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Maker Once Known
Model Umiak with two figures Model Umiak with two figures
Late 19th/early 20th century Late 19th/early 20th century

Ever since the arrival of European whalers, traders and explorers in the Arctic, the Inuit have been trading and gifting clothing, household goods, dolls, toys, and small carvings. Over time, this practice evolved into what is now a tourist market for hand-made souvenirs. Ivory miniatures and tiny wooden models were particularly common throughout the nineteenth and early twentieth centuries and functioned as souvenir, curio, ethnographic artifact, cultural ambassador, and record of history. Some were carved in anticipation of the next missionary or whaling expedition, while others were commissioned by enterprising ethnographers.

This model is of a umiak, or Inuit skin boat that was used since Thule times for either whale hunting, or moving people to seasonal camps in summer. While only two figures appear in this boat, umiaks could vary in size and fit up to twenty people. This model is constructed much like the real object, with skin covering a wooden or bone frame; materials which remained light and therefore easy to carry. The central pole may have held a sail, although umiaks were predominantly rowed by hand. The use of umiaks has since declined due to the whale shortages after the end of the whaling industry, as well as the permanent settlement of Inuit people mid-century.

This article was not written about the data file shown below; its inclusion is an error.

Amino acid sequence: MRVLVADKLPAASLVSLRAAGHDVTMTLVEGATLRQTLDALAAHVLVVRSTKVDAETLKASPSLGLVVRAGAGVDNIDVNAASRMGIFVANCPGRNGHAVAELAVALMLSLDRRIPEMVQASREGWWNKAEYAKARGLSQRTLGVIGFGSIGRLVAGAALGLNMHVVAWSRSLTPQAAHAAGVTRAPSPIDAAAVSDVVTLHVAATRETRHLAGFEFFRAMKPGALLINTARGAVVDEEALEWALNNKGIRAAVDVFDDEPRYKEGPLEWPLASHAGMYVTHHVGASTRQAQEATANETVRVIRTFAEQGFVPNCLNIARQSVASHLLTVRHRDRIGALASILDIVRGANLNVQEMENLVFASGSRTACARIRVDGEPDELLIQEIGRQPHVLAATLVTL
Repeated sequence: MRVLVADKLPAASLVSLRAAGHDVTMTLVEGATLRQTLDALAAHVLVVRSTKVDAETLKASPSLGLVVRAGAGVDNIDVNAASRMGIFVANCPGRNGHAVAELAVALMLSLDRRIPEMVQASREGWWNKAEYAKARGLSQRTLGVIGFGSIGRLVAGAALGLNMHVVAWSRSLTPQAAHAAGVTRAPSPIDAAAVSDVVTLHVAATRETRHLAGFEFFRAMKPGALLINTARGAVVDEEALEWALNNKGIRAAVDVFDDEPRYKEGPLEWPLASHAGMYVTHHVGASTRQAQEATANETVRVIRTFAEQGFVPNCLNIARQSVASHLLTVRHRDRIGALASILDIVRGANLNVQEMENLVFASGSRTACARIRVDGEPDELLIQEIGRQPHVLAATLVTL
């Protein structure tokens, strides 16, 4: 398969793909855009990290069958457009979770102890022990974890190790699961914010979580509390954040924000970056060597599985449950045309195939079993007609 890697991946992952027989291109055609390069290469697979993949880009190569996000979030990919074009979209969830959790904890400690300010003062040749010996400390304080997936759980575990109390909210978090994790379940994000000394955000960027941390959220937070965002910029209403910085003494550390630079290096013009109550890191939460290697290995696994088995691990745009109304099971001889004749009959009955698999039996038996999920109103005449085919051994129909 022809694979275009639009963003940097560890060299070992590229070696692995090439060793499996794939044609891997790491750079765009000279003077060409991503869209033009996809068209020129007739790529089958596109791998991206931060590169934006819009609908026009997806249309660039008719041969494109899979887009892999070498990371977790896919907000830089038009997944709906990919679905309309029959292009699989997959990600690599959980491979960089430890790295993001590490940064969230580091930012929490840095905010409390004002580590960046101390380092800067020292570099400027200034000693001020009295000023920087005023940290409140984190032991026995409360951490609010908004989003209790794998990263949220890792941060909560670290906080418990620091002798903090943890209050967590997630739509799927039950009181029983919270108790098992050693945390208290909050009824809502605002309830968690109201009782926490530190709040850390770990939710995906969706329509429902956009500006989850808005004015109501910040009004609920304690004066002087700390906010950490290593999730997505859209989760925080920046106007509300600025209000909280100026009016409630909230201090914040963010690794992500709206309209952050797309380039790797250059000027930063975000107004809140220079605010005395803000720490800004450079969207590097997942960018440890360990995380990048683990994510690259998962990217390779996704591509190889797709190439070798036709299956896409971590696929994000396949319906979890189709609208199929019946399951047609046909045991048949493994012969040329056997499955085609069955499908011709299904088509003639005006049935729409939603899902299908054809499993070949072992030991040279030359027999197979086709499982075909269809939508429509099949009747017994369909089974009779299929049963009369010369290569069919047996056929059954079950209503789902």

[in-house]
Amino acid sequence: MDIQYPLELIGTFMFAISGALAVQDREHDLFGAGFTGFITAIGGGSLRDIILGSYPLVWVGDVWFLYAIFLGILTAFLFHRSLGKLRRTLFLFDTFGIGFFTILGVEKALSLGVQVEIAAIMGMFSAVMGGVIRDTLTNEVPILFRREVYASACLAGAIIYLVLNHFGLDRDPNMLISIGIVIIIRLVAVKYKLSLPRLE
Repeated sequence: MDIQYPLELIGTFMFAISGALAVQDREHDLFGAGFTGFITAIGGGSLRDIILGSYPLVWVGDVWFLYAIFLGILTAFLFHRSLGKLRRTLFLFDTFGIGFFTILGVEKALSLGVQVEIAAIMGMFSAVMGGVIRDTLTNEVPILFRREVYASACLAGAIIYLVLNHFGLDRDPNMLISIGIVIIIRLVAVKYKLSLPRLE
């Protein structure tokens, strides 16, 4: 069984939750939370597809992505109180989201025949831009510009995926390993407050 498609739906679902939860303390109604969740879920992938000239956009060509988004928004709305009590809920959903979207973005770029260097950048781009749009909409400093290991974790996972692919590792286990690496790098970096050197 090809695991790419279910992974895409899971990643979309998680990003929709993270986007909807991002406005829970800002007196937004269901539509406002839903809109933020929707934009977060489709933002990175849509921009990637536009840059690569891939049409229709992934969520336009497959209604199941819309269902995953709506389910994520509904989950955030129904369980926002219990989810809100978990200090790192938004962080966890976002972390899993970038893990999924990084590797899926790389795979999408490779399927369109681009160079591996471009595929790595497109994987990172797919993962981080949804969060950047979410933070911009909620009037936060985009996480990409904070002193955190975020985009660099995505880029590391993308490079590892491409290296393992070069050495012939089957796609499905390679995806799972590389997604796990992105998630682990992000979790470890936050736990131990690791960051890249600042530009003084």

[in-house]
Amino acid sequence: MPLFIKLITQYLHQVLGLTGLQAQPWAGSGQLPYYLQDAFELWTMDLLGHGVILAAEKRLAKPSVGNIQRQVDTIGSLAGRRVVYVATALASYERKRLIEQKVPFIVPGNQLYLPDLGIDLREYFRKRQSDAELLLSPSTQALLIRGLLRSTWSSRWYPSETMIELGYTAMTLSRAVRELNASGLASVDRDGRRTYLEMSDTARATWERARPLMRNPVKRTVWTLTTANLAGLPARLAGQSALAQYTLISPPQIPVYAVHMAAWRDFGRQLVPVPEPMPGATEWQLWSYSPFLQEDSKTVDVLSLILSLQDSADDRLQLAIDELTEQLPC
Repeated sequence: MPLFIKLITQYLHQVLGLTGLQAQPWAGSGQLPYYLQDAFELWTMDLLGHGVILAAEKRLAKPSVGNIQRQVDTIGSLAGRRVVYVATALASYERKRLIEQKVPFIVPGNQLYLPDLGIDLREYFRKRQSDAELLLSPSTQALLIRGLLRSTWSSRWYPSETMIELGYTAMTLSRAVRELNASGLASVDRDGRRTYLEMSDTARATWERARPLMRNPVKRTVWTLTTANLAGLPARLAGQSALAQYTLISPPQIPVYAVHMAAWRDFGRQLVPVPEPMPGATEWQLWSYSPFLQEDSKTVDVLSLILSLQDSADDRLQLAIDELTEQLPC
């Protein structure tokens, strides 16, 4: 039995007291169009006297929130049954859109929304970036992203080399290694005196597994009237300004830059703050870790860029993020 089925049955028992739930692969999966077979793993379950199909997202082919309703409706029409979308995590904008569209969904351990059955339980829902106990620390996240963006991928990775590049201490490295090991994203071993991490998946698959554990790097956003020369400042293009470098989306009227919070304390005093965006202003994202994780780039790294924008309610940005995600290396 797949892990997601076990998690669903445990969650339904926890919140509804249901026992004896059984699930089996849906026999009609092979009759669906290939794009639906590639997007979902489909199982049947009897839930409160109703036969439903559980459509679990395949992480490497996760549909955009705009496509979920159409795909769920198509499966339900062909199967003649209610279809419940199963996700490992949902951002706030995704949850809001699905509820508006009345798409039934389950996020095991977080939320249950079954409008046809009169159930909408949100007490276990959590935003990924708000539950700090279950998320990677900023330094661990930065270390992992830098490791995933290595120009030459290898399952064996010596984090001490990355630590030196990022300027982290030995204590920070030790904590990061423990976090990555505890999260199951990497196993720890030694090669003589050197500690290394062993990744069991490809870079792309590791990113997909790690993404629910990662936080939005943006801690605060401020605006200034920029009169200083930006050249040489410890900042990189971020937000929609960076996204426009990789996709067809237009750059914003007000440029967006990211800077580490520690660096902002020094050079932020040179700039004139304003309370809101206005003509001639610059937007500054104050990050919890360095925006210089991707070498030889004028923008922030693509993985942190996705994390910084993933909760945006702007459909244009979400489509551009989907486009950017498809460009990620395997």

Maker Once Known
Model Umiak with two figures Model Umiak with two figures
Late 19th/early 20th century Late 19th/early 20th century
Wood, seal ? skin, sinew Wood, seal ? skin, sinew
24.6 x 33.0 x 17.8 cm
Gift of Guardian Capital Group Limited, 2020 Gift of Guardian Capital Group Limited, 2020
63-015.56

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